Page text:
“Well, for starters, how about two counts of aidin’ and abettin’ after the fact, and one count of accessory to murder.”

“Sheriff, ain’t you been listenin’? There were no murders. They’s devils. Killin’ devils is God’s work. Ain’t no murder about it. No, sir.”

“Seth, I hope to God that on some level you know how much horse shit you’re spewin’. Damn, son. Ain’t no devils in Thankful.”

The boy’s eyes, glassy but focused, met Burke’s. “I need you to believe me, Sheriff.”

“Hell, I believe you believe it.” Burke sat his still full cup on the desk. “Now let’s you and me take a little ride out to Holsey’s place—”

“I don’t think you understand, Sheriff Burke.” Seth jumped up and put a hand on the Bible. “I didn’t come here to make a confession.”

Burke got to his feet, not as fast as the boy, but steady and watchful.

Seth flipped open the leather cover, reached in and pulled something black and metallic out of the hollowed-out pages. The kid aimed the old revolver at Burke’s chest. “I come here today to kill me a devil.”

Burke looked back and forth from the Bible’s pages, hollowed out in the shape of a gun, to the black short barrel pointed at his chest. It was a small revolver, the kind most hunters carried for that final shot when the one that brought the animal down had failed to kill. “Oh Christ, son, what the—”

“Ya see, when Haley died, it were passed to me. The gift. I gots the sight now. And I can see those horns under your scalp.” Seth pointed to Burke’s head with the revolver, then slowly down to his groin.

Burke’s mouth went dry, and his testicles retracted.

“Your tail ain’t as long as that Ms. Conroy’s, but I can sees it all the same. You’re tryin’ to hide it by wrappin’ it round your thigh, but it don’t work against someone who got the sight.”

“Seth, you’re crazy. I don’t have a tail. Jesus H. Christ.” Burke still had his hand near his cup, and he slowly looped two fingers inside the handle. “I’ll drop my pants right now and show ya if you want—just don’t do anythin’ stupid.”

“Sorry, Sheriff. I know my duty, and you’re one devil that won’t be around for the final battle.” Seth pulled the hammer back. It made a rusty click.

“Now hold on—” As quick as a gator snatches a meal from the water’s edge, Burke scooped up the coffee mug and thrust the scolding hot liquid into Seth’s face. The boy screamed, tottered. Burke was quick. He leaned over the desk and clamped his beefy hand around the back of Seth’s neck, and slammed his face into the desk.

Blood inked the desk blotter. He let the boy’s unconscious body fall back into the chair.

“Crazy, son-bitch,” Burke said, wiping his forehead. He could tell by the cracking sound when the face hit the desk that he’d broken the boy’s nose, and by the way one of his cheeks sagged, Burke figured that wasn’t all that was broke.

He moved around to where Seth was slumped. Bending down, he picked the boy up in his arms and carried him to the back of the station. Pushing open one of the iron gates with his foot, he moved into a holding cell. With all the gentleness he could muster for a boy who had just thrust a gun in his face, Burke lay Seth on a canvas cot.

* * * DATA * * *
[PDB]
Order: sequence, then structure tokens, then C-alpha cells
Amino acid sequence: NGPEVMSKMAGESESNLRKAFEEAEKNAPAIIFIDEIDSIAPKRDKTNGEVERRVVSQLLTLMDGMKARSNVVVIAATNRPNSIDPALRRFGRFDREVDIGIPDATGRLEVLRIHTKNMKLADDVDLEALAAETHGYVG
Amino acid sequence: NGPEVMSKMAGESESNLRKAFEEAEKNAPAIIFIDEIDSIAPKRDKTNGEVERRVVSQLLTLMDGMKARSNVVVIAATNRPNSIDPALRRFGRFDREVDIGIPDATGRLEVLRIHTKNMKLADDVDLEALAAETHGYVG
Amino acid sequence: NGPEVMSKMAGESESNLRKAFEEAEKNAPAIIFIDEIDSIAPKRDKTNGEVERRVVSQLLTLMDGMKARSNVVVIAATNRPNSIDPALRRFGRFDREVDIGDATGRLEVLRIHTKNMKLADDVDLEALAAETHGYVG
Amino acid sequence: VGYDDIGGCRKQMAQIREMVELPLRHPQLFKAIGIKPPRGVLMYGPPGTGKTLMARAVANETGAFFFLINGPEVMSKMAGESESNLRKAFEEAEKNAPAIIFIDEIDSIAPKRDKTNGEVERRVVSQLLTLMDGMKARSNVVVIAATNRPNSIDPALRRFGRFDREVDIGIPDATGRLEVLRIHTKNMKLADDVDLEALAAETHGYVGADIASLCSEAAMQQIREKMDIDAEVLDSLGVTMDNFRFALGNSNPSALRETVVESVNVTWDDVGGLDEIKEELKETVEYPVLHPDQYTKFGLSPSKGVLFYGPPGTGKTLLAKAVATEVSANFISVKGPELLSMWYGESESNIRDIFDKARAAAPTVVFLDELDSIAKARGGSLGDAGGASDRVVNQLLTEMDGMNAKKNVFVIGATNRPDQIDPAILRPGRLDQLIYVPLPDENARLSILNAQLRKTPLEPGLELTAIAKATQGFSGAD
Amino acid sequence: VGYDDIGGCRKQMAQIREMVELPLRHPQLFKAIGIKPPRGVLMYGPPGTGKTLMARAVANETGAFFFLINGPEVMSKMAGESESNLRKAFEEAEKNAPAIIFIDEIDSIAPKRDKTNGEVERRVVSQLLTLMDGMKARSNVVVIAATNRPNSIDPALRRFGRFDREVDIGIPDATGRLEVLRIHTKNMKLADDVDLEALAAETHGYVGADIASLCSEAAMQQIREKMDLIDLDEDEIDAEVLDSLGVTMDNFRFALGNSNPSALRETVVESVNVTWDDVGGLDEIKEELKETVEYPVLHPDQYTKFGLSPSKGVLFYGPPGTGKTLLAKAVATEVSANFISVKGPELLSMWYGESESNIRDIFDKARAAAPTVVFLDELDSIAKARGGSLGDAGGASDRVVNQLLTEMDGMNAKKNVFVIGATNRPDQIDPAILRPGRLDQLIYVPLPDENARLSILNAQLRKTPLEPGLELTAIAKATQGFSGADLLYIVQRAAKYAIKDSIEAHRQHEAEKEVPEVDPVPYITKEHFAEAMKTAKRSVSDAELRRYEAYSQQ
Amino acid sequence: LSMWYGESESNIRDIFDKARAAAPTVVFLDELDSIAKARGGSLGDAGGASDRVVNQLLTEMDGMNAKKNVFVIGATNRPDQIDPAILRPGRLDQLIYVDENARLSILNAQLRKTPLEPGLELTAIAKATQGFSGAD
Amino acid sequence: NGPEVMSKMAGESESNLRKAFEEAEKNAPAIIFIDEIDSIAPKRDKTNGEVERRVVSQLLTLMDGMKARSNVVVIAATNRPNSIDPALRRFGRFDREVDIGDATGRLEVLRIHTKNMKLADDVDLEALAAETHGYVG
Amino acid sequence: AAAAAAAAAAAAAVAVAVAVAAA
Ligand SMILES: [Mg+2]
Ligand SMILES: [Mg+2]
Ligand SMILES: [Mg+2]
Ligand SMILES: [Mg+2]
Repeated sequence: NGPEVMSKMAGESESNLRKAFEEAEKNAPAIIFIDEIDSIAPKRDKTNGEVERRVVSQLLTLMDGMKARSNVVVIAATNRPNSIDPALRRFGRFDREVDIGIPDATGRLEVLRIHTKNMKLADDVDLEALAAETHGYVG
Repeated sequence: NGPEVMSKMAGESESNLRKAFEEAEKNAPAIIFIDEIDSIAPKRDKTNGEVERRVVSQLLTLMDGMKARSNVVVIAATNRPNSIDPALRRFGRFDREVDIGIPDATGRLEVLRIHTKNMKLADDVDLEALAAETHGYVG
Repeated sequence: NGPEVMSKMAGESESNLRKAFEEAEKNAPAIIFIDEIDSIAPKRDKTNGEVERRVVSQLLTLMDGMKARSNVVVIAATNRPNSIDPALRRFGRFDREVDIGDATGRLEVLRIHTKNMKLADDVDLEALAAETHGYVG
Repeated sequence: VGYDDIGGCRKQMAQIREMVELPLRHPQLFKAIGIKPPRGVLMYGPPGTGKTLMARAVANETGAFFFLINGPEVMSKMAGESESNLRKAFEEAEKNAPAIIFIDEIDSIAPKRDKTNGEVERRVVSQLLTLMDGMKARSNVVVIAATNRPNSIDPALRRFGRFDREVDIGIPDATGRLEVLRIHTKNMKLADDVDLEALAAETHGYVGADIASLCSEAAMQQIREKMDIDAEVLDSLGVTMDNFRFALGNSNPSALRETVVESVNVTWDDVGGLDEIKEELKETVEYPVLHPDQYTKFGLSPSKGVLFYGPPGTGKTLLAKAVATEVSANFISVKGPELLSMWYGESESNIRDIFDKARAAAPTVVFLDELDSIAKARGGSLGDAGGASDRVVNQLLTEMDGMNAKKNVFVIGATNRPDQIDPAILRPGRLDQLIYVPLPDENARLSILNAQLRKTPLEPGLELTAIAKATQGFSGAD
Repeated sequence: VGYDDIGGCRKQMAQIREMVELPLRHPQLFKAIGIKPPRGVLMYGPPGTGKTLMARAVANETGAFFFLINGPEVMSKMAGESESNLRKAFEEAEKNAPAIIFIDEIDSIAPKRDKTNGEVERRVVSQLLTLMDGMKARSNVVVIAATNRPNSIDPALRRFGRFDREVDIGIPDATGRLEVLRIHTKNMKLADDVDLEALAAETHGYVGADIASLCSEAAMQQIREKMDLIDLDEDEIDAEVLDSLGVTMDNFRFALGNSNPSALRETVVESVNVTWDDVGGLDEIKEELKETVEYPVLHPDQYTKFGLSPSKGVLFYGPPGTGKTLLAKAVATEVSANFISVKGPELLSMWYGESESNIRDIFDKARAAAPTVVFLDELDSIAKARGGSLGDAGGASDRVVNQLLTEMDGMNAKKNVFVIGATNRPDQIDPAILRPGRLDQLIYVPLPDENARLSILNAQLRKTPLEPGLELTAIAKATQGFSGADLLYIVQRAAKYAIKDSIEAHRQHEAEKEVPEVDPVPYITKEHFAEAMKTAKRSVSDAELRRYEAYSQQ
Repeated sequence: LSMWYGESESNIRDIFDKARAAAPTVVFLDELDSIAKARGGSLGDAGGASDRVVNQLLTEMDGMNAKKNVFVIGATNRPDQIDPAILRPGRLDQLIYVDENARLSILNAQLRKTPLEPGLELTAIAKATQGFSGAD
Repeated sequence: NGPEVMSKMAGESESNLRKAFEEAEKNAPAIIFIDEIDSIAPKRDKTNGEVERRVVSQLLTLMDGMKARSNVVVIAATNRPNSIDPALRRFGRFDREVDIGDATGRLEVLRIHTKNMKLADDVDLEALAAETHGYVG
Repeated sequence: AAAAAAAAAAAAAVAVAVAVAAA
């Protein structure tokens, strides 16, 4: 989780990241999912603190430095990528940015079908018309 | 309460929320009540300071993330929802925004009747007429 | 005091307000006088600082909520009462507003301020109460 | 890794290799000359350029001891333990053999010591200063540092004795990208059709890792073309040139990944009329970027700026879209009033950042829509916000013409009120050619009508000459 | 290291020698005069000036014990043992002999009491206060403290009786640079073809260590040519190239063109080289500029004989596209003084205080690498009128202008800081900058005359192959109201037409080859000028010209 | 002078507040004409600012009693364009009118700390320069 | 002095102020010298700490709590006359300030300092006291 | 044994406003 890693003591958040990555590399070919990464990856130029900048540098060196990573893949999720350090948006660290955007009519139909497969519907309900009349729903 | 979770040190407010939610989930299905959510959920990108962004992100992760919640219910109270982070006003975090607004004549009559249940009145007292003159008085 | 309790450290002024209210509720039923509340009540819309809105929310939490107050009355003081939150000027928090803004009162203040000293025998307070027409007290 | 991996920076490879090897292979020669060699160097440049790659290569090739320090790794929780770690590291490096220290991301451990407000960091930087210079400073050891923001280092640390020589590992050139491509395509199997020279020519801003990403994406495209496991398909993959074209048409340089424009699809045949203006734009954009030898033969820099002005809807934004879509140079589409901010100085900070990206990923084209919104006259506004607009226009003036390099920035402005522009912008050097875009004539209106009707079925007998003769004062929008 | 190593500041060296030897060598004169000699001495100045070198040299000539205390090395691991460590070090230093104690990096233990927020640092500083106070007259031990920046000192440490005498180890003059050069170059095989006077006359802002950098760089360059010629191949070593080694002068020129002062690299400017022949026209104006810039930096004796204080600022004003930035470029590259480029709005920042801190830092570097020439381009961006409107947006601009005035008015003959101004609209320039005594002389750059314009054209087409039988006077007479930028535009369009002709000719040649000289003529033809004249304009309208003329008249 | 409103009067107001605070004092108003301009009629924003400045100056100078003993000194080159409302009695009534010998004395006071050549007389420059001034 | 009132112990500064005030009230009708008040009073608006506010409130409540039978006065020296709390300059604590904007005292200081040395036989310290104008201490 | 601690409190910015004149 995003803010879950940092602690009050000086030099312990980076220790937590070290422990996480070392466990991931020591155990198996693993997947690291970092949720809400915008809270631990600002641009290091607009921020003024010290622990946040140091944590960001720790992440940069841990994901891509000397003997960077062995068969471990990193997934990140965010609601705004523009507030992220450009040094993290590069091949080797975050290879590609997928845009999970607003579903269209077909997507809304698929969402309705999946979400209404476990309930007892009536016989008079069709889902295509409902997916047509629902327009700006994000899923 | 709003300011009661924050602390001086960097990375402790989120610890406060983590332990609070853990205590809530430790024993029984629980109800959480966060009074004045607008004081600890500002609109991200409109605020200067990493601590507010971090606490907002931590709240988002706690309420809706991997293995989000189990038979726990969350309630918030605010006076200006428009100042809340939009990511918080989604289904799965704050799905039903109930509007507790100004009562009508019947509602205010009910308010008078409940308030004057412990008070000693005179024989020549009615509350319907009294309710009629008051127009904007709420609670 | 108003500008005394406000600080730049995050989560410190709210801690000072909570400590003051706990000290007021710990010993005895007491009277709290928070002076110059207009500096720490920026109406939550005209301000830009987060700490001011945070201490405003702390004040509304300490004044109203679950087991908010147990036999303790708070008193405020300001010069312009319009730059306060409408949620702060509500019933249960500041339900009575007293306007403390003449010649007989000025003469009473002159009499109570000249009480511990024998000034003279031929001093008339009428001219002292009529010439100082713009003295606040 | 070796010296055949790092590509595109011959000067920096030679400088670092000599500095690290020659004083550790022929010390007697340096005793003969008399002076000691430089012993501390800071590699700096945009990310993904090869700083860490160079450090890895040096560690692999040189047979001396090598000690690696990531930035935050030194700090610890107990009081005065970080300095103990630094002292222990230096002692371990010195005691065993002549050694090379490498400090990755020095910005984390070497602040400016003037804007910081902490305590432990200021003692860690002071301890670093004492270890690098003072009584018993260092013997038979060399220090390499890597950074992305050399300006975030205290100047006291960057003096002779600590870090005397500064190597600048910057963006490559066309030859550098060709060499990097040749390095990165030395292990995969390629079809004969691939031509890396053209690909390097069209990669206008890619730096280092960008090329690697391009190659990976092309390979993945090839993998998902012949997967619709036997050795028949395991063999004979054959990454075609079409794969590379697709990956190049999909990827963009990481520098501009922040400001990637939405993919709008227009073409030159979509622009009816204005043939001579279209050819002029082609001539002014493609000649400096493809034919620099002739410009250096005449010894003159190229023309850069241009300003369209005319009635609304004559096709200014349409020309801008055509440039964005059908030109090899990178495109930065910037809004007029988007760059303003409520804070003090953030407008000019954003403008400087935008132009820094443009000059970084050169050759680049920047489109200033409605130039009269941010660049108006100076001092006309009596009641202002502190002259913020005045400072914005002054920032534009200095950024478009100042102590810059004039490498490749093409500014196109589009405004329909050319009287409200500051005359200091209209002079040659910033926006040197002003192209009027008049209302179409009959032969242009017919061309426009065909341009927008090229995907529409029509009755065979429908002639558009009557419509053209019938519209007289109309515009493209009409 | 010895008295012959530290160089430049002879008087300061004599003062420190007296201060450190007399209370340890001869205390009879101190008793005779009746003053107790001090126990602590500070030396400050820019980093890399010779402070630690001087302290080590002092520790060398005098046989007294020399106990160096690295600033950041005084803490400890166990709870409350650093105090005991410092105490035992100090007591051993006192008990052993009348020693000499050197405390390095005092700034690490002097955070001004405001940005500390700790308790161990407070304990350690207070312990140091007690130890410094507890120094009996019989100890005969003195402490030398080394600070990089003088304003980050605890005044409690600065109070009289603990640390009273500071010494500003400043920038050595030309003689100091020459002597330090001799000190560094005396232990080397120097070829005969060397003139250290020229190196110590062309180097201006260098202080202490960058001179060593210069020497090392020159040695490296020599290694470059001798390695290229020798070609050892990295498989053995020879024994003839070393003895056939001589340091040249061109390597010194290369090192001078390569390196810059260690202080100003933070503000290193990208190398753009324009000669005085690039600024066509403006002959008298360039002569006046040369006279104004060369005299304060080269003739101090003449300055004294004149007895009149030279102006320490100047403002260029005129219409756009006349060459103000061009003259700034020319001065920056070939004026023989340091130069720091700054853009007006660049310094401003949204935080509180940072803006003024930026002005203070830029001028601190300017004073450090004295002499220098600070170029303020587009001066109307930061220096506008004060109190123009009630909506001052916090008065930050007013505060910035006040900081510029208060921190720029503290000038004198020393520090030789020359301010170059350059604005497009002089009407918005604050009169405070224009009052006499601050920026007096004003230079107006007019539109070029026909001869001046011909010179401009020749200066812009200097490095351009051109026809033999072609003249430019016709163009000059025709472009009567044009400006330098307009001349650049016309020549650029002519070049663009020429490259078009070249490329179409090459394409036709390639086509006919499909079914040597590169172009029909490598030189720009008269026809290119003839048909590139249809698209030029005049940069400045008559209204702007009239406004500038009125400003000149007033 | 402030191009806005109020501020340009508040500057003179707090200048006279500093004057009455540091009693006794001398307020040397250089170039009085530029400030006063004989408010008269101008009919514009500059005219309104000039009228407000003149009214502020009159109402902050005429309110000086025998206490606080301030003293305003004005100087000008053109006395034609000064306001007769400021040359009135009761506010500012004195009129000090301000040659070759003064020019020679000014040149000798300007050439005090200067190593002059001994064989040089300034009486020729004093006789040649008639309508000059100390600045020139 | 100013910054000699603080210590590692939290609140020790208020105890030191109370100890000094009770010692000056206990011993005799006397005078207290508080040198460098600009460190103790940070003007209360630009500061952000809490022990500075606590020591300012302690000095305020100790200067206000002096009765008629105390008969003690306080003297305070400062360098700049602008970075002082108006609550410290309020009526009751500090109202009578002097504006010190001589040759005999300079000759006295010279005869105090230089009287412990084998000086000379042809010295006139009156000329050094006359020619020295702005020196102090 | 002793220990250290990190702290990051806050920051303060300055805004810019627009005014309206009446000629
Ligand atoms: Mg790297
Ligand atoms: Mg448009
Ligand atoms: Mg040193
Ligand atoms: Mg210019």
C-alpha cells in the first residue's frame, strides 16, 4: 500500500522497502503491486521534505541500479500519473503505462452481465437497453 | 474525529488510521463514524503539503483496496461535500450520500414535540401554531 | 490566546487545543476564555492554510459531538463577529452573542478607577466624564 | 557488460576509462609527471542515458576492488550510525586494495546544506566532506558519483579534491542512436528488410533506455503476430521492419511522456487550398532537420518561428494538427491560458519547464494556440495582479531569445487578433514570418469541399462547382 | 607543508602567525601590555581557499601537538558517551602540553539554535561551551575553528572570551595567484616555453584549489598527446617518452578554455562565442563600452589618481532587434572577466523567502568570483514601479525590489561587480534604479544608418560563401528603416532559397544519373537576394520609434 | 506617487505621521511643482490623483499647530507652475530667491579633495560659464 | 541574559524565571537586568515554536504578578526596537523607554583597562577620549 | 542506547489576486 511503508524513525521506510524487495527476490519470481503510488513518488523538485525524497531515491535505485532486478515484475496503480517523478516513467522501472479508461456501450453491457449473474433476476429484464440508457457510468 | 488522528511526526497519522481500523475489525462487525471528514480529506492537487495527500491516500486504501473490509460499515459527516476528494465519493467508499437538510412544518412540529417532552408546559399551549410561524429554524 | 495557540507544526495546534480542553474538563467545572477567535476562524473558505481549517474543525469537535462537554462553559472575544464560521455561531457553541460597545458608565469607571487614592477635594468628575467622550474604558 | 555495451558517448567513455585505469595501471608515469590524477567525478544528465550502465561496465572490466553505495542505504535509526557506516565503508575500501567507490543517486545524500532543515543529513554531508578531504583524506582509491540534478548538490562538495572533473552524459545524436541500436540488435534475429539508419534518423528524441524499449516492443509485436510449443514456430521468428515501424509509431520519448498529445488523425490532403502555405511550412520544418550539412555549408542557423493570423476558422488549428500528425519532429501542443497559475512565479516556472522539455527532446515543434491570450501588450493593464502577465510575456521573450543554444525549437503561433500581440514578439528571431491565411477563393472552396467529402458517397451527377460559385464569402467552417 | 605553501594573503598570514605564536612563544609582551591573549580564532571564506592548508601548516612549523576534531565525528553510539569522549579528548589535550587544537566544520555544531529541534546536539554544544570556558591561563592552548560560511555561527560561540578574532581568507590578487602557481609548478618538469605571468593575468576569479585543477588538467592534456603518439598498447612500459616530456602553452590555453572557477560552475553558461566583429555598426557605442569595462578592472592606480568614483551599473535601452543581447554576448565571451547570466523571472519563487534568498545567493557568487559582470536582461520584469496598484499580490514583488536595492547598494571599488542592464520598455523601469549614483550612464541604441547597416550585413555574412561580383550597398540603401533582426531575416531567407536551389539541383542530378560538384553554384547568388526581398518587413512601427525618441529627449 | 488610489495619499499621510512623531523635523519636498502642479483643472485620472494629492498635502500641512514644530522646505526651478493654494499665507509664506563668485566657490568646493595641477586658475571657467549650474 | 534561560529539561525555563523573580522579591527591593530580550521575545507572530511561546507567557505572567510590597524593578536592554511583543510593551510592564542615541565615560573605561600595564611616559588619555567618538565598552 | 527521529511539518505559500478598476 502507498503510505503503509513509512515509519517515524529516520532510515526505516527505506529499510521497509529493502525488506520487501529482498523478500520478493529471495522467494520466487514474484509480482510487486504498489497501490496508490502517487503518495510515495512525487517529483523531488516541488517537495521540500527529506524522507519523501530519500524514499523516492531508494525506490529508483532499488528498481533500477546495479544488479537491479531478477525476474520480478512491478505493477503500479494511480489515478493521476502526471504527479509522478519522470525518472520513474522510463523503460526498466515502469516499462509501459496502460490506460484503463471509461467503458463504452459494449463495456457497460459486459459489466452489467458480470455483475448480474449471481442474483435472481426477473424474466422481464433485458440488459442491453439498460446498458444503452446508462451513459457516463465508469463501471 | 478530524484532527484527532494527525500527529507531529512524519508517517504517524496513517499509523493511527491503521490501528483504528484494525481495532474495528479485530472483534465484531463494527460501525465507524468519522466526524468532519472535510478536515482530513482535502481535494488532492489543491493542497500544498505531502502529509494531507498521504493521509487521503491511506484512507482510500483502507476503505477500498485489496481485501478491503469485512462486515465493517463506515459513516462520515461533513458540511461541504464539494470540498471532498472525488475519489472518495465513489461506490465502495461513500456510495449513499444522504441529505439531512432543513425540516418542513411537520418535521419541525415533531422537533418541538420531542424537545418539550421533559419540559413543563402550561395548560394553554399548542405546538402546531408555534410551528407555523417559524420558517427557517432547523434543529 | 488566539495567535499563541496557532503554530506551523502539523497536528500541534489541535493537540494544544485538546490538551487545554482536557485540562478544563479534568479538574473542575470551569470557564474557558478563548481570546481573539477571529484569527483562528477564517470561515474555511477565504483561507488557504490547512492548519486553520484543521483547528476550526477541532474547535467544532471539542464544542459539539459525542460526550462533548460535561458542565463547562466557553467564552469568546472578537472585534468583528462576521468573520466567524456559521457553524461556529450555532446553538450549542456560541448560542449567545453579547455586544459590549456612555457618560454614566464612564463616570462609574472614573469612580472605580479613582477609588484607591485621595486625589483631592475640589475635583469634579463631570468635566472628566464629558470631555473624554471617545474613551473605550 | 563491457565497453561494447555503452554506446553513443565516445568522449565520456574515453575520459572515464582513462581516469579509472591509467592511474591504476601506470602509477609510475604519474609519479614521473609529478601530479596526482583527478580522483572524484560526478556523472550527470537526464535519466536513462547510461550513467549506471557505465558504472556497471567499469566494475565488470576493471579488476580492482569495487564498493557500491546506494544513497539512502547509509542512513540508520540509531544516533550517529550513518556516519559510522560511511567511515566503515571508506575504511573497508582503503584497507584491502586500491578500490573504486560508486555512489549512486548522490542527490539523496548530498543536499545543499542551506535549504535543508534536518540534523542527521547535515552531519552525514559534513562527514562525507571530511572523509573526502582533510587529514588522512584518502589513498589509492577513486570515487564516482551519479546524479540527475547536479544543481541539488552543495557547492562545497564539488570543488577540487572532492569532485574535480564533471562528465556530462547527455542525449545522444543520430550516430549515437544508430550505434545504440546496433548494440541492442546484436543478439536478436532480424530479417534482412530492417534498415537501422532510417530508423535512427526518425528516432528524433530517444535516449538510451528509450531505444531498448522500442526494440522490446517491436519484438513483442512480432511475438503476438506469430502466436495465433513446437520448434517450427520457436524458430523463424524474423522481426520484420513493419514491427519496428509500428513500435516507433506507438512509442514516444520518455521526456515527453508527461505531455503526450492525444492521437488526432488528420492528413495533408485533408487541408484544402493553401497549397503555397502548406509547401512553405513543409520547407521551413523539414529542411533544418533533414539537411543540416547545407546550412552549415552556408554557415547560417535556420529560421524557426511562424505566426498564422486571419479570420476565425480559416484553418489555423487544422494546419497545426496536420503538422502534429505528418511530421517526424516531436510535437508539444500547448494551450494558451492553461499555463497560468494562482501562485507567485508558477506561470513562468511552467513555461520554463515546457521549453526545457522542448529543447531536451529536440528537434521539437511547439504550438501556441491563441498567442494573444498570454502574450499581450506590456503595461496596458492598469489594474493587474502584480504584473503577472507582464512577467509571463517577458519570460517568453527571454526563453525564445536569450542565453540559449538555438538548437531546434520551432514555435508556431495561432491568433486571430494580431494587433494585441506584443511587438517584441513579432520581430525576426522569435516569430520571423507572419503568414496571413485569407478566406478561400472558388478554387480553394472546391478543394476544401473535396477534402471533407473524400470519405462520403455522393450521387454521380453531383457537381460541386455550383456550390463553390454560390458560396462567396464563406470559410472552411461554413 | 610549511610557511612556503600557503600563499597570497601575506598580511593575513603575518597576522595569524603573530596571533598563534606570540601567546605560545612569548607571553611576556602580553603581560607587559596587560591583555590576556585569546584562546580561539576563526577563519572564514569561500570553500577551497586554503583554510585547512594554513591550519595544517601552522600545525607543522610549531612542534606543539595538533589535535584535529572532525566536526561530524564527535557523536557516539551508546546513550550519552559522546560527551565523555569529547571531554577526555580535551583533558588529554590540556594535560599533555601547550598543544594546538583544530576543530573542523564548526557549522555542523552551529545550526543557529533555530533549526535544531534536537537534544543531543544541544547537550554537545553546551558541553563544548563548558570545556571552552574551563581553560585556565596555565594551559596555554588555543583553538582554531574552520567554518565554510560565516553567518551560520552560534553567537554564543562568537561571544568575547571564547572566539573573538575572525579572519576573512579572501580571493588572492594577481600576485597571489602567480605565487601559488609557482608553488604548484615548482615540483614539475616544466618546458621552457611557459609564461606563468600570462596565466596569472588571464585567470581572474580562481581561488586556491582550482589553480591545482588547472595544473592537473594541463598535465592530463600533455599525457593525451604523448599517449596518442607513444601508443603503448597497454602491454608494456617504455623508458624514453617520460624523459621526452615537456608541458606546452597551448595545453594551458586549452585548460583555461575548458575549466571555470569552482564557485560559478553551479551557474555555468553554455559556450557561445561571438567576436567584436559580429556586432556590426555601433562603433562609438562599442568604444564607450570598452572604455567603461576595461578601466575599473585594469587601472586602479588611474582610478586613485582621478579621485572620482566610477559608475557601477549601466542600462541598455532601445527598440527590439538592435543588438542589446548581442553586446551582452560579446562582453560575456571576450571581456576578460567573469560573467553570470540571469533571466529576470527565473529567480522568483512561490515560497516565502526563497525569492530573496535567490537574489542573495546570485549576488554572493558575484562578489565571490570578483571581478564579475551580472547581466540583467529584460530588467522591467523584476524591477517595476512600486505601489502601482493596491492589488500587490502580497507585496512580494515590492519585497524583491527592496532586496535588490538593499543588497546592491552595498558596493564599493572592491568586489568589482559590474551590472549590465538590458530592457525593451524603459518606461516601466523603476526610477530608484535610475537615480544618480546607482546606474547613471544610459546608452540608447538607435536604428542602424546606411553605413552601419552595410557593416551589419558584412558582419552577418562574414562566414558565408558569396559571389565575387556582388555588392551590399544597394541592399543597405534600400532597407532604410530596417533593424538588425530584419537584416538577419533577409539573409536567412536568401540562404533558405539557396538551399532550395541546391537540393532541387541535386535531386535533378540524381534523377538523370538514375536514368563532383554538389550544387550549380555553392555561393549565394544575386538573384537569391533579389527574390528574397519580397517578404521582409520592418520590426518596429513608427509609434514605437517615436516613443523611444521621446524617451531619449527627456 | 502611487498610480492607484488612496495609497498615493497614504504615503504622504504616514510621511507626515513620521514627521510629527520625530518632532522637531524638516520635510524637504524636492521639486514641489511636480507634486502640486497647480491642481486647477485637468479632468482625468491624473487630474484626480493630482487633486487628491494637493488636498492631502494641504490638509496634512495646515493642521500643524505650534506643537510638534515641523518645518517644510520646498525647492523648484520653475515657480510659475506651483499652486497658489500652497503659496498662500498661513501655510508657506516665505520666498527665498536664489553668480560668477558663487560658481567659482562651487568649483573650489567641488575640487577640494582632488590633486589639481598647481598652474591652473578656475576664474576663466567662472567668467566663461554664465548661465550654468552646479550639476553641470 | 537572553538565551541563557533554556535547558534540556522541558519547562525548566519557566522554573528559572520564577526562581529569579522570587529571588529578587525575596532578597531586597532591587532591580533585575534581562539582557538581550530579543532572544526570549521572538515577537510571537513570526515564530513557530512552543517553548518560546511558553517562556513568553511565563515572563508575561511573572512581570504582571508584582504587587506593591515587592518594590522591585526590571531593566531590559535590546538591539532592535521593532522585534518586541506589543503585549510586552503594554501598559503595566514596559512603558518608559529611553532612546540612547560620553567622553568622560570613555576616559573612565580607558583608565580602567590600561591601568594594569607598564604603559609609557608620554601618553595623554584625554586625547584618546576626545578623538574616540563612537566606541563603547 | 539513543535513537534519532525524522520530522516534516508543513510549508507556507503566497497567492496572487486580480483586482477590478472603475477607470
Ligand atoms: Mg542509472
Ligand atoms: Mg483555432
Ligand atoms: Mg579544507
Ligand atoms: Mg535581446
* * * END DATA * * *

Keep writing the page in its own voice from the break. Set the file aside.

He returned to his desk and stared at the revolver. The trigger guard was dripping coffee. The hammer was still cocked, a haunting reminder of how close he’d come to meeting his maker. “Crazy, son-bitch.”

He used a pencil to lift the gun by the trigger guard. He returned the handgun to its hollowed-out spot in the Bible. Flipping the pencil around, he used the rubber end to close the book’s heavy leather-bound cover.

He exchanged the pencil for an old cracked ruler and he pushed the Bible toward the edge of the desk like a man sweeping refuse out of his garage. It fell over the edge, tumbling end over end into an aluminum wastebasket, where it lay with crumpled paper, a moldy banana peel and pencil shavings.

Burke shook his head. “Son-bitch.” He walked back to the cell, stepped inside and closed the iron bars behind him. How many of them were there? It seemed like every time he got rid of one, another took its place. And always teens. What the hell is God’s preoccupation with making champions out of teenagers?

It didn’t matter.  When the final battle comes, Burke would be there to do his part, and no child champion of God was gonna have a say in it. Whether Burke had to run them down in the street like dogs or squeeze the life out of them with his bare hands, he’d do whatever it took to see the rightful lord and master walk the earth again.

Burke knelt beside the unconscious boy. He felt his eyes turn blood red and the horns beneath his scalp tingled with excitement. Then he placed his devil hands around the boy’s throat.

Rating: 9.50/10. From 8 votes.
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🎧 Available Audio Adaptations: None Available

Written by Kevin David Anderson
Edited by N/A
Thumbnail Art by Craig Groshek
Narrated by N/A

🔔 More stories from author: Kevin David Anderson

Publisher's Notes: N/A

Author's Notes: N/A

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Copyright Statement: Unless explicitly stated, all stories published on are the property of (and under copyright to) their respective authors, and may not be narrated or performed, adapted to film, television or audio mediums, republished in a print or electronic book, reposted on any other website, blog, or online platform, or otherwise monetized without the express written consent of its author(s).